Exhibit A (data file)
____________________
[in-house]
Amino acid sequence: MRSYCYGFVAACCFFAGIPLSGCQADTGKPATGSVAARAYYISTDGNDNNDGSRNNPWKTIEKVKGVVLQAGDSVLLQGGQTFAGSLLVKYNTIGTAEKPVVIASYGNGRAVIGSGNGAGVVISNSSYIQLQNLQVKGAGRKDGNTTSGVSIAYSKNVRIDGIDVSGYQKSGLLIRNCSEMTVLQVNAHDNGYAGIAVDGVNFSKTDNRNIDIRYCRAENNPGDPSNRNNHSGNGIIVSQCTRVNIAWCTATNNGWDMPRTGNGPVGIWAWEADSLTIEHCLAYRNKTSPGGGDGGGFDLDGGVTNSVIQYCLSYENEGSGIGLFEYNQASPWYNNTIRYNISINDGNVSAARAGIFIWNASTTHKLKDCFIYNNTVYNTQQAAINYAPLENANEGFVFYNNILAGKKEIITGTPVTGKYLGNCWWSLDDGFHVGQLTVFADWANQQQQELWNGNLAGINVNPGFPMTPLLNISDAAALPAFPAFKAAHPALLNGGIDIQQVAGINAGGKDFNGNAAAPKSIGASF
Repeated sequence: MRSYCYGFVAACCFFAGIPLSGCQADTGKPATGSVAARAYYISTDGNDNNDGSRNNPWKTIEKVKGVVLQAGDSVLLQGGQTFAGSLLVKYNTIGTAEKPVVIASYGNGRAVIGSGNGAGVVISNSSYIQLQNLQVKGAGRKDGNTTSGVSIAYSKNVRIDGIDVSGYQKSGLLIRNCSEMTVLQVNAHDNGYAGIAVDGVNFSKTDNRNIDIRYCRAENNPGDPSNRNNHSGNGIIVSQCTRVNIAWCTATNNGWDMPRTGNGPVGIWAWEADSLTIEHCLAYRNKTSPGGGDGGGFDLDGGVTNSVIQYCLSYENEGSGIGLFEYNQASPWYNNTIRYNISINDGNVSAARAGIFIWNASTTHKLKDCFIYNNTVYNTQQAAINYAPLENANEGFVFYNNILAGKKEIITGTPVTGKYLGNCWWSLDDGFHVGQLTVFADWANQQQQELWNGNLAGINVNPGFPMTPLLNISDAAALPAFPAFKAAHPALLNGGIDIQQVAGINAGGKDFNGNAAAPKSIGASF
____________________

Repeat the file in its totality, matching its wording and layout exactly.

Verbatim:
[in-house]
Amino acid sequence: MRSYCYGFVAACCFFAGIPLSGCQADTGKPATGSVAARAYYISTDGNDNNDGSRNNPWKTIEKVKGVVLQAGDSVLLQGGQTFAGSLLVKYNTIGTAEKPVVIASYGNGRAVIGSGNGAGVVISNSSYIQLQNLQVKGAGRKDGNTTSGVSIAYSKNVRIDGIDVSGYQKSGLLIRNCSEMTVLQVNAHDNGYAGIAVDGVNFSKTDNRNIDIRYCRAENNPGDPSNRNNHSGNGIIVSQCTRVNIAWCTATNNGWDMPRTGNGPVGIWAWEADSLTIEHCLAYRNKTSPGGGDGGGFDLDGGVTNSVIQYCLSYENEGSGIGLFEYNQASPWYNNTIRYNISINDGNVSAARAGIFIWNASTTHKLKDCFIYNNTVYNTQQAAINYAPLENANEGFVFYNNILAGKKEIITGTPVTGKYLGNCWWSLDDGFHVGQLTVFADWANQQQQELWNGNLAGINVNPGFPMTPLLNISDAAALPAFPAFKAAHPALLNGGIDIQQVAGINAGGKDFNGNAAAPKSIGASF
Repeated sequence: MRSYCYGFVAACCFFAGIPLSGCQADTGKPATGSVAARAYYISTDGNDNNDGSRNNPWKTIEKVKGVVLQAGDSVLLQGGQTFAGSLLVKYNTIGTAEKPVVIASYGNGRAVIGSGNGAGVVISNSSYIQLQNLQVKGAGRKDGNTTSGVSIAYSKNVRIDGIDVSGYQKSGLLIRNCSEMTVLQVNAHDNGYAGIAVDGVNFSKTDNRNIDIRYCRAENNPGDPSNRNNHSGNGIIVSQCTRVNIAWCTATNNGWDMPRTGNGPVGIWAWEADSLTIEHCLAYRNKTSPGGGDGGGFDLDGGVTNSVIQYCLSYENEGSGIGLFEYNQASPWYNNTIRYNISINDGNVSAARAGIFIWNASTTHKLKDCFIYNNTVYNTQQAAINYAPLENANEGFVFYNNILAGKKEIITGTPVTGKYLGNCWWSLDDGFHVGQLTVFADWANQQQQELWNGNLAGINVNPGFPMTPLLNISDAAALPAFPAFKAAHPALLNGGIDIQQVAGINAGGKDFNGNAAAPKSIGASF